It seems highly significant, firstly, that Sell and his colleagues predicted the existence of a previously unknown trait – i.e. (i) – from general comparative and evolutionarily psychological considerations. It is important to be careful here, though, because it is entirely possible for (i) to be true but for (ii) to be false (but obviously not vice versa). Some philosophy of science should clarify the situation. Hans Reichenbach (1938) usefully distinguished between the “context of discovery” (the creative process of using background knowledge to invent new hypotheses and theories) and the “context of justification” (the evidence-driven process of testing hypotheses and subjecting them to peer evaluation). For example, Friedrich Kekulé von Stradonitz reportedly first imagined the six-carbon ring structure of benzene after having a dream of an ouroboros (the context of discovery). It does not follow from this, however, that benzene actually had anything to do with snakes, or that testing the idea (the context of justification) involved an ancient symbol. Similarly, even if Sell et. al. predicted the existence of an ability to make formidability estimates from evolutionary theory, it does not necessarily follow that the trait evolved. Propositions (i) and (ii) are logically and epistemically independent, and each needs to be tested against related but different sets of evidence. The fact that (i) was predicted rather than retrodicted from evolution gives as no more than prima facie reason to think it evolved and (a) is thus weak evidence for (ii).
Sell et. al. cite a large and growing body of literature that documents parallels between human and non-human conflict, including, importantly, evidence that non-human animals can visually detect formidability. If this trait is homologous across species, including humans – and that is a gargantuan if – we can be confident (ii) is true since homology suggests that the emergence and persistence of the trait is due to natural selection. It should be clear, however, that building a convincing phylogenetic case for such a widespread homology would be a mammoth undertaking, and no one, as far as I know, has yet done so. The fact that there seems to be a preliminary case for homology is at best suggestive, no conclusions can reasonably be drawn until much more science is done. In other words, were (b) true we could reasonably infer (ii), but we simply do not have enough evidence to conclude (b) is in fact true so, on current evidence, it provides minimal support.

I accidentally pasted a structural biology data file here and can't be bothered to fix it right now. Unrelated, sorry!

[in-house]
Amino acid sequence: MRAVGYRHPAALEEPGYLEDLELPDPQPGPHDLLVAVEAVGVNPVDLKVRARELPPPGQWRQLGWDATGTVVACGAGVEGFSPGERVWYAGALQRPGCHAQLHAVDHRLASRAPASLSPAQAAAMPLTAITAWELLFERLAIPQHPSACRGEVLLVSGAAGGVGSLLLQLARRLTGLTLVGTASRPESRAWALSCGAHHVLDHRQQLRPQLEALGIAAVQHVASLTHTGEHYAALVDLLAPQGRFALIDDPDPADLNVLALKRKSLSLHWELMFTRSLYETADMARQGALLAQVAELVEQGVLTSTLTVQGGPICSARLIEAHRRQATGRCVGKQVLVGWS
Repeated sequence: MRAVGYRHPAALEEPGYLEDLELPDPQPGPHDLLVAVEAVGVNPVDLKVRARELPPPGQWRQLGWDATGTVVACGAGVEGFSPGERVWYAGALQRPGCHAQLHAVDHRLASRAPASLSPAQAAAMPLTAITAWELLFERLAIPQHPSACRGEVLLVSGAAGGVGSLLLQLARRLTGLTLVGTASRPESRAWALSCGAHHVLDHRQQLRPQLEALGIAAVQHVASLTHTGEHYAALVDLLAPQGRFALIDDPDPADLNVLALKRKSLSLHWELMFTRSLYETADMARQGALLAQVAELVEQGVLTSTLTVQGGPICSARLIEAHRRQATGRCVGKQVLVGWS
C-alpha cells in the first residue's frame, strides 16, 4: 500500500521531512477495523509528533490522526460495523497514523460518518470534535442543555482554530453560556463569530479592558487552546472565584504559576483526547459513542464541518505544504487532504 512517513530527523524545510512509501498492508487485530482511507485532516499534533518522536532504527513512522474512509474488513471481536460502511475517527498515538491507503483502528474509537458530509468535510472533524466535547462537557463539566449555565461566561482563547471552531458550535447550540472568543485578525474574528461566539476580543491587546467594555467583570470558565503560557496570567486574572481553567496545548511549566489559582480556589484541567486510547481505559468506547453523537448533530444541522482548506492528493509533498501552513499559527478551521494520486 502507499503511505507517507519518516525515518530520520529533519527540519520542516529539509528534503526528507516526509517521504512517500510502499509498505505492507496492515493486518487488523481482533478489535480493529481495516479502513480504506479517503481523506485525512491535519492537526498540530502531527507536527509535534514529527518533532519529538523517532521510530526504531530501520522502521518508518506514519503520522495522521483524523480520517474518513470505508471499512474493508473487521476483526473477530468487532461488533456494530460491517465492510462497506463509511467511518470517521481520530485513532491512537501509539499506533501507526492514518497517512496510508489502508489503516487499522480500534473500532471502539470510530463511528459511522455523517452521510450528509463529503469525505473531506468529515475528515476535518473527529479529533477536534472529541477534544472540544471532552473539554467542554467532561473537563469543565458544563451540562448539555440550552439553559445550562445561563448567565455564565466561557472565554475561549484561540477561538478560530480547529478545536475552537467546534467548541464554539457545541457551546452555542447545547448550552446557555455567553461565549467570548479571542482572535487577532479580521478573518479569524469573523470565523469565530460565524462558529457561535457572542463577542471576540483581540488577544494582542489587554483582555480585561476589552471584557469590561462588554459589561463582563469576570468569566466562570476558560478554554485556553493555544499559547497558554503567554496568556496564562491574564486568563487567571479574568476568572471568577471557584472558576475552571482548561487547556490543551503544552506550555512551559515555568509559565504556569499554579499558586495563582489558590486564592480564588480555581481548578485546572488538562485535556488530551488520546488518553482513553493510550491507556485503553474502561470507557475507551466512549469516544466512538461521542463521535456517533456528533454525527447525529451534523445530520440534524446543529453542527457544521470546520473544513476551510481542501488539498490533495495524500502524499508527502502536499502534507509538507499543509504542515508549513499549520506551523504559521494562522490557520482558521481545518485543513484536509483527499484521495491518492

The logic of argument (c) is the following: given that traits that reliably emerge in developmentally normal individuals are likely (though not necessarily) adaptations, de...
Sell, A., Cosmides, L., Tooby, J., Sznycer, D., von Rueden, C., & Gurven, M. (2009) Human adaptations for the visual assessment of strength and fighting ability from the body and face. Proceedings of the Royal Society B: Biological Sciences, 276(1656), 575-584. DOI: 10.1098/rspb.2008.1177 Human adaptations for the visual assessment of strength and fighting ability from the body and face
The links between the pharmaceutical industry and doctors are many and tangled. Drug companies are keen to schmooze doctors and, directly or not, persuade clinicians to prescribe their drug instead of a similar one by a competitor. One way that drug companies try to influence doctors is by sponsoring events, such as conferences or [...]...
Robertson, J., Moynihan, R., Walkom, E., Bero, L., & Henry, D. (2009) Mandatory Disclosure of Pharmaceutical Industry-Funded Events for Health Professionals. PLoS Medicine, 6(11). DOI: 10.1371/journal.pmed.1000128 Mandatory Disclosure of Pharmaceutical Industry-Funded Events for Health Professionals
Though the Sun is gone, I have a light. -Kurt Cobain
Last time we visited dark energy, we discussed its initial discovery. This came about from the fact that supernovae observed with a certain redshift (i.e., moving away from us) appear to be systematically fainter than we were able to explain.